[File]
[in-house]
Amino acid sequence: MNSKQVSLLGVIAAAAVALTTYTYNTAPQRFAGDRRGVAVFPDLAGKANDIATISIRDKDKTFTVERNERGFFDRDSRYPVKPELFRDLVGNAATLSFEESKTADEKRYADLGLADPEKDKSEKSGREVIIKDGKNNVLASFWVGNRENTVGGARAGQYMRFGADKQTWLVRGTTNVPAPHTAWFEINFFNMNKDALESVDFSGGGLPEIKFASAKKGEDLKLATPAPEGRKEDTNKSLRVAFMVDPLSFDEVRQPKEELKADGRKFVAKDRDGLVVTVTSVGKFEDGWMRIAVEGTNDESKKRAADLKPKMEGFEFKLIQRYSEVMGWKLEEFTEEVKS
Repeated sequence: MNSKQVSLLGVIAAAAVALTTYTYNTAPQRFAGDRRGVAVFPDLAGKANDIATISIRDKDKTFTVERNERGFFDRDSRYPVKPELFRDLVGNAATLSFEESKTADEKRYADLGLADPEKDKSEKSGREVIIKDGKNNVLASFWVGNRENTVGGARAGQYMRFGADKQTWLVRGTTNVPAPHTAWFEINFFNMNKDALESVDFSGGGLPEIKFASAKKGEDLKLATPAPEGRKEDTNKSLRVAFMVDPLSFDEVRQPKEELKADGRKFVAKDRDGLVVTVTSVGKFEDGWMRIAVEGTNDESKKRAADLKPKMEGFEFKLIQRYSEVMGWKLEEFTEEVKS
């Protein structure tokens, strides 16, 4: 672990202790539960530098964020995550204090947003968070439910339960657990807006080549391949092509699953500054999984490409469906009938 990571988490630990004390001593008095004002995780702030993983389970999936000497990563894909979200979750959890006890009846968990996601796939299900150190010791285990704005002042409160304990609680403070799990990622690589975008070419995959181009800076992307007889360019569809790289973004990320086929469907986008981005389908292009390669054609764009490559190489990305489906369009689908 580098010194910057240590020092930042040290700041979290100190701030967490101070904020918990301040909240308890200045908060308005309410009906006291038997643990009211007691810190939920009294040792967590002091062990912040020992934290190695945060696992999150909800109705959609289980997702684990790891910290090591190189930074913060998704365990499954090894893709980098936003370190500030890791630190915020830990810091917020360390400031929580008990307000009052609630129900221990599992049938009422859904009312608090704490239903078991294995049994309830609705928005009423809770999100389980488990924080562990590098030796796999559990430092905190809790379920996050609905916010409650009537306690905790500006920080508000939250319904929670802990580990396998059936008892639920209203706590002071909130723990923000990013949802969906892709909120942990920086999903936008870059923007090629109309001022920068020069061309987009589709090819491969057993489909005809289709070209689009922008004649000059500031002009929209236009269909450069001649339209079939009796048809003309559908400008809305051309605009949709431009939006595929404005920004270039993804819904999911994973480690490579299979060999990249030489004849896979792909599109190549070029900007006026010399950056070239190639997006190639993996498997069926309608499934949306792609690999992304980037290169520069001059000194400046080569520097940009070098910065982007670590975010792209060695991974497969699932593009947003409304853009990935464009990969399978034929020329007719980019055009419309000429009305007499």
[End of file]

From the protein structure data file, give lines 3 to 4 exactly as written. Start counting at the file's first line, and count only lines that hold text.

Repeated sequence: MNSKQVSLLGVIAAAAVALTTYTYNTAPQRFAGDRRGVAVFPDLAGKANDIATISIRDKDKTFTVERNERGFFDRDSRYPVKPELFRDLVGNAATLSFEESKTADEKRYADLGLADPEKDKSEKSGREVIIKDGKNNVLASFWVGNRENTVGGARAGQYMRFGADKQTWLVRGTTNVPAPHTAWFEINFFNMNKDALESVDFSGGGLPEIKFASAKKGEDLKLATPAPEGRKEDTNKSLRVAFMVDPLSFDEVRQPKEELKADGRKFVAKDRDGLVVTVTSVGKFEDGWMRIAVEGTNDESKKRAADLKPKMEGFEFKLIQRYSEVMGWKLEEFTEEVKS
């Protein structure tokens, strides 16, 4: 672990202790539960530098964020995550204090947003968070439910339960657990807006080549391949092509699953500054999984490409469906009938 990571988490630990004390001593008095004002995780702030993983389970999936000497990563894909979200979750959890006890009846968990996601796939299900150190010791285990704005002042409160304990609680403070799990990622690589975008070419995959181009800076992307007889360019569809790289973004990320086929469907986008981005389908292009390669054609764009490559190489990305489906369009689908 580098010194910057240590020092930042040290700041979290100190701030967490101070904020918990301040909240308890200045908060308005309410009906006291038997643990009211007691810190939920009294040792967590002091062990912040020992934290190695945060696992999150909800109705959609289980997702684990790891910290090591190189930074913060998704365990499954090894893709980098936003370190500030890791630190915020830990810091917020360390400031929580008990307000009052609630129900221990599992049938009422859904009312608090704490239903078991294995049994309830609705928005009423809770999100389980488990924080562990590098030796796999559990430092905190809790379920996050609905916010409650009537306690905790500006920080508000939250319904929670802990580990396998059936008892639920209203706590002071909130723990923000990013949802969906892709909120942990920086999903936008870059923007090629109309001022920068020069061309987009589709090819491969057993489909005809289709070209689009922008004649000059500031002009929209236009269909450069001649339209079939009796048809003309559908400008809305051309605009949709431009939006595929404005920004270039993804819904999911994973480690490579299979060999990249030489004849896979792909599109190549070029900007006026010399950056070239190639997006190639993996498997069926309608499934949306792609690999992304980037290169520069001059000194400046080569520097940009070098910065982007670590975010792209060695991974497969699932593009947003409304853009990935464009990969399978034929020329007719980019055009419309000429009305007499």